After Extortion Attempt, Hacker Releases Symantec Source Code
Source code belonging to Symantec Corporation that had been stolen in 2006 and held for ransom over the past month has been released by a group apparently associated with the hacking collective Anonymous.
Symantec recently confirmed to CNET that law enforcement posing as employees of the antivirus firm had been in contact with a hacker known as Yamatough, who tried to get $50,000 out of the company to keep the code private. Negotiations, which transpired between the hacker and a person known as Sam Thomas — viewable at pastebin.com/GJEKf1T9 — failed after weeks of heated emails, and the hacker told Symantec that he would release the code.
Hackers with the group Lords of Dharamaja, part of the Anonymous collective, leaked about 1.27gb of Symantec’s source code Monday night. They claim the code is for Symantec’s PCAnywhere program.
Meanwhile, Symantec said the source code was for 2006 products and has since updated its products with newer source code. But to be safe, the company said it had contacted customers in recent weeks to get them to apply software upgrades that could address any known security issues.
As previously reported on RedOrbit.com, emails between law enforcement and Yamatough were a ploy to try to trace the hacker and expose his operation. Once the negotiations failed, however, the code went public.
The negotiations also may have bought Symantec some time to address issues to its PCAnywhere program.
“Symantec was prepared for the code to be posted at some point and has developed and distributed a series of patches since January 23rd to protect our users against known vulnerabilities,” company spokesman Cris Paden told Joseph Menn and Frank Jack Daniel of Reuters.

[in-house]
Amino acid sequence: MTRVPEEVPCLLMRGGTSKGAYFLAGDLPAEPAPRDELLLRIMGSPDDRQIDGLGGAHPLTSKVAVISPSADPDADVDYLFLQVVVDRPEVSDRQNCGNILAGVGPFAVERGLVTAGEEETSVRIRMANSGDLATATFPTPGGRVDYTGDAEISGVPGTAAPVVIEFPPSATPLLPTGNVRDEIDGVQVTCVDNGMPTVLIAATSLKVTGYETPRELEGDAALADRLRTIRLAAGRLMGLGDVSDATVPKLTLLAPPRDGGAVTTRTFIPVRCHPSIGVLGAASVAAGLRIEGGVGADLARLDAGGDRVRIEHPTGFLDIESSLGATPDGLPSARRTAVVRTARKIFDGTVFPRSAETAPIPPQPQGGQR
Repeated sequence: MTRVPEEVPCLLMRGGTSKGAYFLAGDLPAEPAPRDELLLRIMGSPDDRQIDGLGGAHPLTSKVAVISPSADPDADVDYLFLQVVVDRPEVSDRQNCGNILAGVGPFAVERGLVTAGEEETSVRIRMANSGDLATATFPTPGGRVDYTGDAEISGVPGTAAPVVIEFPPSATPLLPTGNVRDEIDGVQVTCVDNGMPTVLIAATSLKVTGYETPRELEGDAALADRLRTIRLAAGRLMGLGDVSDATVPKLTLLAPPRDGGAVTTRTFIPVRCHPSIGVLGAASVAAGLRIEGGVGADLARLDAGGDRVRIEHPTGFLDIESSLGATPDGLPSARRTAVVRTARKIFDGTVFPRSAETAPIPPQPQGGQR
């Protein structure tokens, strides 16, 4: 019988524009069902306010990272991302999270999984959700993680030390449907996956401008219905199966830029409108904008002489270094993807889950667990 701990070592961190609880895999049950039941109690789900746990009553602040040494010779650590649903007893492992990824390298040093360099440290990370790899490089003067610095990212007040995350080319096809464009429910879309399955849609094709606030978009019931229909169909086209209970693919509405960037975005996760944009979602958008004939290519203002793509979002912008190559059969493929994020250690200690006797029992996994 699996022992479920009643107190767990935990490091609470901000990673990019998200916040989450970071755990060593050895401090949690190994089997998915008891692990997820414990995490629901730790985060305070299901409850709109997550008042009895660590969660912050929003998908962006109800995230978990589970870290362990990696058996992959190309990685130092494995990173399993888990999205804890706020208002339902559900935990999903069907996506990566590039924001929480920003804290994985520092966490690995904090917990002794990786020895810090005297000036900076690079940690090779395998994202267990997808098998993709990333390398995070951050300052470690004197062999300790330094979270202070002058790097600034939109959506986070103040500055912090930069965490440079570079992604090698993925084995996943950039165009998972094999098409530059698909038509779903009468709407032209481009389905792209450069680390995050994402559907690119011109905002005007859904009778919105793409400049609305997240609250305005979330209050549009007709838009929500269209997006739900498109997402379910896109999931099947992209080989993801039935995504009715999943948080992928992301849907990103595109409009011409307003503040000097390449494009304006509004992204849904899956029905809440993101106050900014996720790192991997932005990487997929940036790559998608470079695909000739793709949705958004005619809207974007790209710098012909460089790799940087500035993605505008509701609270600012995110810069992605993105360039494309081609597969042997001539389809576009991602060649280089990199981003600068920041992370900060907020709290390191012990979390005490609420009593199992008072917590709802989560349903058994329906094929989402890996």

Symantec said the revealed source code is most likely only one of many 2006 codes the hacking collective has in its possession, and more will probably be released in time, including those for Norton Antivirus Corporate Edition and Norton Internet Security.
“As we have already stated publicly, this is old code, and Symantec and Norton customers will not be at an increased risk as a result of any disclosure,” Paden added.
The email chain involving a $50,000 payoff was widely circulated, and some even mocked the antivirus giant for its attempt to buy protection.
But Symantec made it clear that it was law enforcement that was in contact with the hacker the whole time and no money had ever been planned to actually be paid. In fact, Paden said, “Sam Thomas” was a false name created by law enforcement who pretended to pursue the negotiations only in an attempt to trace the hackers. The entire conversation was a ruse.
Paden declined to name the law enforcement agency involved, saying it could compromise the investigation.
Yamatough, apparently fed up with the negotiations and growing impatient, decided to post the code Monday night, which is available on bittorrent.
He said he had never intended to take the money offered. But did tell Reuters that his group “tricked them [Symantec] into offering us a bribe so we could humiliate them.”
Paden said the company is analyzing the leaked code, but given that it was years out of date, the company’s recent patches should protect users of its software.
“We’re able to say with high confidence, any type of cyber attacks generated by this attack would have old characteristics and look like an attack from 2006 that can easily be stopped using current versions of our solutions,” said Paden. “Our customers are protected.”
Paden said he cannot comment as to whether law enforcement had any success in tracing the hackers, and added that the investigation is ongoing. “As to what happens next, we’re not sure,” he concluded.
On the Net: